BY CHERESE COBB, FREELANCER

Whether you’re a cat connoisseur, a crazy cat lady in training or a dog person transitioning into a cat person, the Fox River Valley Cat Club (FRVCC) can help you publicly proclaim your “cat-mance” to the world.

The half-century-old organization has 15 to 20 members. Their motto: care, advocate, teach and share. For their Paws to Talk About Claws initiative, they’re teaming up with Almost Home Kitty Rescue in Neenah, Wisconsin to educate the public about the dangers of declawing, such as infection, tissue death and lameness.

“Honestly, there isn’t a lot of representation for cats,” says Olycia Larson, one of the club’s household cat exhibitors. “When we’re at the WBAY (Green Bay) and Winnebago Pet Expos, we get a lot of comments about, ‘Oh, I didn’t know that something existed for cat people like us.’”

Part of the American Cat Fanciers Association’s (ACFA) North Central region, the FRVCC organizes two cat shows every year. The first is a Household Pet show, held in the spring. “It’s a small show. This year, we only had 25 cats and several of them were 4-H based,” says Barb Steele, the President of the FRVCC. “The judges look at the household pet’s personality—not necessarily breed standards.” No points are awarded.

The second is an American Cat Fanciers’ Association Pedigree and Household Pet cat show. “We usually have cat owners from six or seven states show up and eight different judges from around the United States,” Steele says. “A couple of years ago, we had a couple from Florida when there was a hurricane. They had no power, but they still got up here to attend our show.”

While there aren’t any breeders in the club, half of the members show cats. Larson exhibited her barncat named Khan for four and a half years before retiring him. “The most challenging part of being an exhibitor is traveling. You have to figure out the logistics of having a cat in a hotel room because they don’t normally behave as well as a dog does,” she says. “We’ve had a few people have to take apart beds or get behind fixtures or furniture to get their cats out because they squeezed into those places.”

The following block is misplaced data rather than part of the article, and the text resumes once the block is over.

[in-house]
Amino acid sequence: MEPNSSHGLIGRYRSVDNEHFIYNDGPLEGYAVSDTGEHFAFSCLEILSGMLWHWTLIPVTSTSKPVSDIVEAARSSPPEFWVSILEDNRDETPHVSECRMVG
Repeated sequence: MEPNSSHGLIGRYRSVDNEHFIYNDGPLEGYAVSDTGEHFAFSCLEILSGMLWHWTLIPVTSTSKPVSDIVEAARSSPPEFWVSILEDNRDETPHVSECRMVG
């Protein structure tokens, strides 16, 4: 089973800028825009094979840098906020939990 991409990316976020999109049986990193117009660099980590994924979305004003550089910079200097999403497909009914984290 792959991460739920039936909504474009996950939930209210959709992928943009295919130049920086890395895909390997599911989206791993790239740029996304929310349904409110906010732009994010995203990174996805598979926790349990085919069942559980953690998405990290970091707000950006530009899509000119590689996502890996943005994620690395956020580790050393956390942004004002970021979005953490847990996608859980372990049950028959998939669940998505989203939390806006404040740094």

Becky Markvart has been a member of the FRVCC for three years and currently owns one Maine Coon and nine Ragdolls. “I showed my Maine Coon for two seasons. We call him Princess because he cries at every little thing,” she says. “He hates baths and being combed. He decided that he didn’t like being shown anymore. He’s very happy to be retired.”

Markvart started showing her Seal Bicolor Lynx Point Ragdoll, Duncan, at 6 months old in Wisconsin, Indiana, Missouri and Minnesota. “You can only show kittens from four to eight months old. Duncan ended up being the sixth-best kitten in North America,” she says. Though he was diagnosed with seizures before his first birthday, last year he was the sixth-best alter in North America and the year before that, he was ninth-best. “That’s how I ended up meeting a lot of the AFCA cat people. I didn’t know much about all the different breeds,” she says. “You get to learn about what makes each breed different from the other and how to tell a good representation of the breed from a bad one.”

If you’re interested in joining the FRVCC, please call
(920)-979-3427, or visit foxrivervalleycatclub.com.

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